After a Supreme Court ruling in 1955, concerning a case brought by Thurgood Marshall against the State of Texas for not allowing a black student into the Law School at Texas State, stating that the states had the right to separate buy equal schools for black students, the Honey Grove School Board voted to keep the races separate. The same year the School Board asked for bids to replace the existing gym at Bralley High School. The old gym was replaced that year at a cost of $15,610 with a metal frame building which housed the school's basketball court, bleachers and locker rooms. In September 1956, the Baptist Church was allowed to start using the Bralley School for six weeks while repairs were made to the church. Also the Missionary Society was allowed to hold its dinner in the school. Professor Pendleton also requested consent of the Board to take a group of students from the school to the State Fair. This proposal was approved. In 1957, the girl's basketball team again went on to win the District Championship which earned them another chance at the State Championship. (Referencing Official Records of the Honey Grove School Board, Volume II and the interview with Doris McCullough)
In 1958, the gym at Bralley High School was destroyed by fire and was replaced in March of 1959. The total damage to the gym was $19,875.89. Even though the school was without a basketball gym for two seasons, Professor Pendleton once again led the girls basketball team to two more District Championships. 1995 was to be the last year a team from Bralley made it to the State Championships. Although they never won at State, the Bralley girls always took an impressive record into the post-season play under Professor Pendleton's tutelage. In May 1959, the salary for Bralley High teachers was finally raised to the State Salary level by the School Board. (Referencing Official Records of the Honey Grove School Board, Volume II and the interview with Doris McCullough)
On May 4, 1959, J. W. Pendleton retired after 36 years of service to his school and his community. He was replaced as principal by O. O. Luper. Professor Pendleton did much to improve the fare of the students in Honey Grove during his long and distinguished career. As a tribute to Professor Pendleton, the Honey Grove School Board changed the name of the school to Pendleton High School in honor of his service. Professor Pendleton could only enjoy this honor for a short time before God called him home in December of 1959. His funeral was held in the gym of the school he loved and served so dearly. Professor Pendleton's legacy is best states in his favorite quote: "It matters not how straight the gate, how charged with punishment the scroll, I am the master of my fate; I am the captain of my soul." The school bore his name until the doors were closed for the last time. (Referencing Official Records of the Honey Grove School Board, Volume II and a Booklet published by the Bralley-Pendleton High School Alumni Association in August, 1986.)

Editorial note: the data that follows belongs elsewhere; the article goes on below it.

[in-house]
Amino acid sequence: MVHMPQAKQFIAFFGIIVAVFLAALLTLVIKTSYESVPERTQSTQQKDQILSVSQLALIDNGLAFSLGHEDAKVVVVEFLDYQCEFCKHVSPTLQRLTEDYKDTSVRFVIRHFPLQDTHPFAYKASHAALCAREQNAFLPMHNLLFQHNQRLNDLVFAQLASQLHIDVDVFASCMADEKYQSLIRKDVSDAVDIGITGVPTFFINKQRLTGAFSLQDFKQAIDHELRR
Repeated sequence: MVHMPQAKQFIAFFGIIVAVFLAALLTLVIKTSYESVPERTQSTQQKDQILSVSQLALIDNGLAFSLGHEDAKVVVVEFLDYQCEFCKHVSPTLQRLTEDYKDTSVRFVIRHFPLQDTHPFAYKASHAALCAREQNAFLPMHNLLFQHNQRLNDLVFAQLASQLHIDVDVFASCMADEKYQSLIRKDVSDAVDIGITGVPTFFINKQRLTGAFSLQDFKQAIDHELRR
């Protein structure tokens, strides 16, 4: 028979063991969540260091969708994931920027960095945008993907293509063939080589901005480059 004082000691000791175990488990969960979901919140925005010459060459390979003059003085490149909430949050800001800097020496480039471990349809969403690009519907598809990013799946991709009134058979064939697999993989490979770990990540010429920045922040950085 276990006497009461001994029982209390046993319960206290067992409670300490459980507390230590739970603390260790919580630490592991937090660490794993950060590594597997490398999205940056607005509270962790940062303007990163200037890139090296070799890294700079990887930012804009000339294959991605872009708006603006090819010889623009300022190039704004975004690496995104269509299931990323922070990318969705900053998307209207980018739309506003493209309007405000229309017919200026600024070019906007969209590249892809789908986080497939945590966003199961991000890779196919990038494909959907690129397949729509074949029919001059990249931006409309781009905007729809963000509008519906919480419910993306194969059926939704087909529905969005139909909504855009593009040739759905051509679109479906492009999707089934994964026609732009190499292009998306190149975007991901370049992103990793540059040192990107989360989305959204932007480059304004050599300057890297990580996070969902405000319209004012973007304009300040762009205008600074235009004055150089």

In 1960, another era came to a close at Pendleton High School. Mrs. Carrie Pendleton retired after 41 years of service to the school districts of Bonham, Gainesville and Honey Grove, with 37 of those years in Honey Grove. Mrs. Pendleton still remained active in the effort to improve conditions for students long after her retirement. (Referencing Official Records of the Honey Grove School Board, Volume II and a Booklet published by the Bralley-Pendleton High School Alumni Association in August, 1986.)
After a long, hard battle, even after a Supreme Court ruling won by soon to be Chief Justice Thurgood Marshall, the schools in Honey Grove were desegregated in 1966. The integration of schools started at the beginning of the 1965-66 school with the moving of 7th and 8th grades to the Honey Grove Junior High School. According to School Board Records, "one non-white teacher was to be hired at the Junior High School." The choice of integrating the 1st through the 6th grades was left to the choice of the parents. At the end of the 1965-66 school year, the schools in Honey Grove were completely integrated. The buildings of Pendleton High School were sold to the Honey Grove Cooperative Gin Company for a total of $10,035.00. The buildings were soon torn down to make room for the company's grain bins. (Referencing Official Records of the Honey Grove School Board, Volume II)
Even though the buildings are gone, the spirit of J. W. Pendleton High School lives on in the hearts of the many lives that were touched there. Many great people of the community went through the doors of this great school. In 1985, the Bralley-Pendleton Association was formed to ensure that the memory of this great school will never die.
The teachers of Bralley-Pendleton High School included the following: Mr. Robert Boone, Mrs. Ruth Turner, Mrs. Carrie Pendleton, Mrs. Iceola Wheeler, Imogene Givens, Mrs. Clarice Henry, Mr. Leo Henry, Mr. A. Terry, Mrs. Terry, Mrs. Myrtle Johnson, Mrs. M. Ryan, Mr. W. H. Seay, Mr. H. Cyrus, Mrs. Charmain Johnson, Mrs. Garrett, Mr. Rogers, Mrs. McCarthy, Mr. Brown, Mr. Robinson, Mrs. Mangram, Mrs. Effie Andrew, Mrs. Allie Preston, Mrs. Merita Howell, Mr. Sheppard, Mr. Shaw, Mr. Coleman, and Mrs. Sammie Rogers. (Referencing a Booklet published by the Bralley-Pendleton High School Alumni Association in August, 1986.)
The principals for Bralley-Pendleton High School include: Professor Gilbert, Professor Bennett, Professor J. W. Pendleton, Professor Joe Wickerson, Professor W. J. Taylor, Professor O. O. Luper and Professor Huckaby. (Referencing a Booklet published by the Bralley-Pendleton High School Alumni Association in August, 1986.)
Note: All information for this report was made available by the diligent work of the members of the Bralley-Pendleton Association. Their hard work made the writing of this story possible. Some things may have been left out, but it was not due to lack of research on the part of the Association. The members of this Association are to be commended for their desire to ensure such a great history is not forgotten.